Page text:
The British Government’s, “pride and thanks,” was expressed at Sir Rex Hunt’s memorial service in London last Tuesday. Sir Rex Hunt was Governor of the Falkland Islands when the Argentine military invasion on 2 April 1982. After the conflict Sir Rex who the Argentines expelled from the Islands returned to this job at Government House in Stanley.
Falklands’ former Governor Alan Huckle at the service held in St Clement Danes, the Central Church of the Royal Air Force, read a message sent by the Foreign Secretary William Hague who said he was sorry he was unable to attend.
“I did not wish to let this occasion pass without recording the British Government’s pride and thanks for Sir Rex’s contribution – and especially for his role in those fateful days of April 1982.”
He added that it was probably true that Sir Rex’s unremitting advocacy of the Falkland Islanders’ perspective often vexed those officials seeking an accommodation with Argentina, in the months and years before the invasion of the Islands.
“But it is rarely wise to seek to be popular: it is far better to be right”.
Foreign Secretary Hague said Sir Rex’s concerns about Argentina’s intentions proved, “all too well founded. His injunctions that the wishes of the Falkland Islands people must always be forefront in any consideration of the Islands’ future now form the corner-stone of Britain’s policy on the Falkland Islands.”
Mr Hague said “his friends and family can take great comfort that, as the events of over 30 years ago recede into an increasingly distant past, Sir Rex and his reputation rest firmly on the right side of history.”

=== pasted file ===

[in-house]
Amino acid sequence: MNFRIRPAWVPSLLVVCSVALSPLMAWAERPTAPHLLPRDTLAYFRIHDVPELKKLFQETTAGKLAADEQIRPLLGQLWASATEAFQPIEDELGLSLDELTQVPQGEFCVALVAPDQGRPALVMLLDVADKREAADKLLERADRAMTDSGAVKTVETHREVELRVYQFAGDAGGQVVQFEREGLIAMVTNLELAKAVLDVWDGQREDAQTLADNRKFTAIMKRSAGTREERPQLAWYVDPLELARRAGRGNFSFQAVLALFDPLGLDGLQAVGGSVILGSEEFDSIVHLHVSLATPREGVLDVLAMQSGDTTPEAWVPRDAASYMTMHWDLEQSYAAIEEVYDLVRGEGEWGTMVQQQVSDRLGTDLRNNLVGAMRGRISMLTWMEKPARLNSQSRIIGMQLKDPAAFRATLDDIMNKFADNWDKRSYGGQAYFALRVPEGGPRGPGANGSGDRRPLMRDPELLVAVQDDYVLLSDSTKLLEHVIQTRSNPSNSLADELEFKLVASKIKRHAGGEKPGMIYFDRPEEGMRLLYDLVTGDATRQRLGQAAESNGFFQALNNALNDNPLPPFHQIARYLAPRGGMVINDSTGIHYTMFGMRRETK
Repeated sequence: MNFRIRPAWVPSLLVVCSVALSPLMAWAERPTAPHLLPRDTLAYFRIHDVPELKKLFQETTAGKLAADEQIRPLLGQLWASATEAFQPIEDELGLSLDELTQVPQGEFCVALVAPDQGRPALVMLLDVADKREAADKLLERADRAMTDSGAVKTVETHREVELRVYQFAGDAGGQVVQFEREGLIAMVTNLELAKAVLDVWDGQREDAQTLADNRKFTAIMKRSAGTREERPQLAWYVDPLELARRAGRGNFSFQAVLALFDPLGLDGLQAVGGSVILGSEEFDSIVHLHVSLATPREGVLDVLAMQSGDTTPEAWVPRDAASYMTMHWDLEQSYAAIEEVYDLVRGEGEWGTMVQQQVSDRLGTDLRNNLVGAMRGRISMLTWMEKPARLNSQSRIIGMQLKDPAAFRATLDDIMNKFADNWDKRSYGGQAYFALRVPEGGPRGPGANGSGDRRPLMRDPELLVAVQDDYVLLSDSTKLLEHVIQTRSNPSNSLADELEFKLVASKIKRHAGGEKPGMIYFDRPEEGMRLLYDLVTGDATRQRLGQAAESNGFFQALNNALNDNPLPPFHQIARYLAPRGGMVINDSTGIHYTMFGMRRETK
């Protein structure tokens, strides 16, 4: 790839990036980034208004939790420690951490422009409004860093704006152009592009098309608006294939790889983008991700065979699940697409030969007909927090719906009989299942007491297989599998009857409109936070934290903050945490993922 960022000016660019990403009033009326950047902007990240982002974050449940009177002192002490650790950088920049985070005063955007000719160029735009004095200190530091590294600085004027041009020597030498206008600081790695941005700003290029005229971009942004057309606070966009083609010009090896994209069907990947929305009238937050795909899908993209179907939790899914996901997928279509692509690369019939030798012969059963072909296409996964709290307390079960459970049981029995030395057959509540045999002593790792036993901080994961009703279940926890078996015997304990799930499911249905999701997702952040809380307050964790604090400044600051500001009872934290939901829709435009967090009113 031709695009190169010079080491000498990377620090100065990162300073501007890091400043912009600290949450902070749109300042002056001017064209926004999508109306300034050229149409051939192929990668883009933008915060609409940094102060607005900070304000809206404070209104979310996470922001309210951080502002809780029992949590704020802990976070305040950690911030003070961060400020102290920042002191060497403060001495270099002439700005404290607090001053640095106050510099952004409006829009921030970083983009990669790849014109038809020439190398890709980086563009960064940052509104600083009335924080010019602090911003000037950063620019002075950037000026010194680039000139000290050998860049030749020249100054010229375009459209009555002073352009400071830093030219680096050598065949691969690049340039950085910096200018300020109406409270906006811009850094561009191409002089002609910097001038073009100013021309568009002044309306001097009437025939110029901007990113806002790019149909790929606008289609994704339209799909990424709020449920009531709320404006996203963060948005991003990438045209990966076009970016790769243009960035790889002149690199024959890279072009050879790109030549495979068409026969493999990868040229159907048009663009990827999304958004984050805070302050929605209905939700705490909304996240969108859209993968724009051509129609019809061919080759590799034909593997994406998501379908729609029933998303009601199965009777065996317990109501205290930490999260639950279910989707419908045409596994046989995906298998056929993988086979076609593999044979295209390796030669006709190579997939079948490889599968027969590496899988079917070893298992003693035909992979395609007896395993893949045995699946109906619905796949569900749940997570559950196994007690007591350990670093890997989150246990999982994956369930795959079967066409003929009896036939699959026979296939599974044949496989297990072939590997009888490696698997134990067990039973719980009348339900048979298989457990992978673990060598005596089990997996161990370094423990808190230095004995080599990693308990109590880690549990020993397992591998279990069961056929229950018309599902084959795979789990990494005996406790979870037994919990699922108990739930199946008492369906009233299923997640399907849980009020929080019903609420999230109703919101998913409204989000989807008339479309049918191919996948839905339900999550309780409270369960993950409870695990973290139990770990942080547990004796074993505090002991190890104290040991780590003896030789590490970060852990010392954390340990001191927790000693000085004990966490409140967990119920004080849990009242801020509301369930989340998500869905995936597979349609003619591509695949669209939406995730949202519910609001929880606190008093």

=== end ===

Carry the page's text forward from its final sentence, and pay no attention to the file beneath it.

He added: “Crises expose character and test mettle. We could not have wished for a better man at the helm when the disaster struck. But Sir Rex’s courage, leadership and fortitude not only gave hope to the Islanders and rallied the people of the UK to resist this unprovoked and illegal aggression.
They were also the mark of the man: it is not lightly that the Prime Minister described Sir Rex last year as a ‘British hero’.”
Rex Hunt’s affection for the Falklands was clear for all to see, said Mr Hague “as was the affection that the Falklands held for him. Rex was instrumental in helping to champion the many positive changes in the Falklands that followed the conflict.
“He was proud to lead the Islands in this new adventure. As we look today at the prosperous, democratic, secure and confident Falkland Islands, we have much to be grateful to Sir Rex for: indeed, I am reminded of the epitaph of Sir Christopher Wren: If you seek his monument, look around.” (PN)